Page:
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Evan Mathis could make sense as 49ers transition their blocking scheme

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The San Francisco 49ers appear set to make some adjustments to their offensive line blocking scheme. With rumors the 49ers might be looking at Evan Mathis, he could make some sense.

Howard Smith-USA TODAY Sports

The San Francisco 49ers are reportedly among the four "main teams" looking at free agent guard Evan Mathis, according to John Clayton. There have been no further reports, so it remains to be seen just how accurate that is. Nonetheless, it would not be entirely shocking to see the 49ers interested. The retirement of Anthony Davis has resulted in an extra open starting job following the departure of Mike Iupati in free agency.

I chatted briefly with our Philadelphia Eagles blogger, and he mentioned that the Eagles use a zone-blocking scheme under Chip Kelly. He said Evan Mathis brings an athleticism that is better suited to ZBS than power blocking. That is not to say Mathis can't play in a power scheme, but it would not be the ideal use of his talents.

There has been some talk about the 49ers blocking scheme, and whether they are making a switch from power to zone. I don't know if the team is making a complete switch, but it definitely seems to be in the picture. Grant Cohn spoke with QB coach Steve Logan about the offensive line.

Chris around the league is recognized as one of the best there is, and he's capable of blending those two styles, and that can be hard to do. But he has shown the ability to blend the gap schemes and the zone schemes ... The ability to blend those, that's where you're going to find out how good you are.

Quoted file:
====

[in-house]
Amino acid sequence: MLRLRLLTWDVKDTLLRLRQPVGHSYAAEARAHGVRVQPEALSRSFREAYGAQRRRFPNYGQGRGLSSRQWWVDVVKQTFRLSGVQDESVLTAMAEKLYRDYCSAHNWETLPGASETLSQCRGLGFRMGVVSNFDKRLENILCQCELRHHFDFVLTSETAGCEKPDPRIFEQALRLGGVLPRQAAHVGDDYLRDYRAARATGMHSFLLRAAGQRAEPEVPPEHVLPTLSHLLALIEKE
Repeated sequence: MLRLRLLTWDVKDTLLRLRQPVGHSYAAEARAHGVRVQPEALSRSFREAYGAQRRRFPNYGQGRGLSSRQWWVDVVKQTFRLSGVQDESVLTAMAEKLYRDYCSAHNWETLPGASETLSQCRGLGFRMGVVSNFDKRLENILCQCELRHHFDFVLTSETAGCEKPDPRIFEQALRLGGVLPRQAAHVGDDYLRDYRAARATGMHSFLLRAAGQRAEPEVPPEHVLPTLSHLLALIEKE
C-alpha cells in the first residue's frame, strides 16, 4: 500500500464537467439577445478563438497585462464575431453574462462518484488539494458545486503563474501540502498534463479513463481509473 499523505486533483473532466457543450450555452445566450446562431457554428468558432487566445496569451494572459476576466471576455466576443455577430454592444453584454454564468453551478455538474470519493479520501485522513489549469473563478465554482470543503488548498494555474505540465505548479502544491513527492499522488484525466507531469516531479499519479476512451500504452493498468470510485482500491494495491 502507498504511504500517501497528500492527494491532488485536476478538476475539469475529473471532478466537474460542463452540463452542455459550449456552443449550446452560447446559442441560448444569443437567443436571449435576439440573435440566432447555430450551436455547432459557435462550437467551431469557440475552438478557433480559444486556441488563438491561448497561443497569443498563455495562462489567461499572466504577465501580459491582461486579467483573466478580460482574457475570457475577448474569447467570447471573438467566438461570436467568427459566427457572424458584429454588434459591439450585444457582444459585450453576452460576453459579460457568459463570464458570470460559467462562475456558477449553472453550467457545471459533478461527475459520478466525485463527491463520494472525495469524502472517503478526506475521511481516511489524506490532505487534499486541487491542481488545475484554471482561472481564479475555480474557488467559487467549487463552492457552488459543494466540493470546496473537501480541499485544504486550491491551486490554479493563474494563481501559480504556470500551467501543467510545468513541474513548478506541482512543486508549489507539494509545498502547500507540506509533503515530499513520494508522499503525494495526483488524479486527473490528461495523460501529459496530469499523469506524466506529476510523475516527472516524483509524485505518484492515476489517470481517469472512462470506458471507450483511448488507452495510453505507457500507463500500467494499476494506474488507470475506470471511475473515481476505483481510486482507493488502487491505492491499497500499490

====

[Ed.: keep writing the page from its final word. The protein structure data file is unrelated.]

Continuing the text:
Head coach Jim Tomsula also spoke about gap and zone schemes last week during minicamp:

Is it more of an emphasis in this offense this year or do not want to talk about that?

"I don't believe we are talking about schematics. The bootleg is something that comes off if we're going to run a zone scheme. We're not solely a zone scheme, you all see that too. There's no secret to that. That is something we're working. And we can work it more. You work the gap scheme stuff with no shoulder pads on. Now you start getting piles, you start getting a bunch of clogged up stuff and a lot of bodies in it. You're running the power and you're running on the inside, the iso, those ones are predicated on getting movement. Without pads on, we're trying to do a little bit more."

The team has built itself around power over the last four years. It does not seem like the plan is to completely abandon it, but to try and mix and match what they can do. It increases the learning curve a bit, but could pay significant dividends, particularly with the switch from Frank Gore to Carlos Hyde.

It remains to be seen if the 49ers will end up signing Evan Mathis, or even if they are legitimately interested in him. However, it would seem like he would fit in as they transition their blocking scheme. He is a bit older, but he remains an incredibly talented guard. I would not want to see the 49ers give him a long-term deal, but a one- or two-year deal could work nicely.

Of course, this all depends on how the 49ers feel about their current group of offensive linemen. Brandon Thomas is trying to work his way into the starting lineup. Marcus Martin is handling center work, but his role depends in part on the health of Daniel Kilgore. And we don't know yet if the 49ers are going to move Alex Boone to right tackle, or if Erik Pears will handle that role.

Evan Mathis will likely take some time to figure out where he will suit up next. He will want to get a playbook in hand, but as we head into the long part of the summer, he's got some time to figure out his next step. That gives the 49ers some time to better evaluate where they think they are at along the offensive line.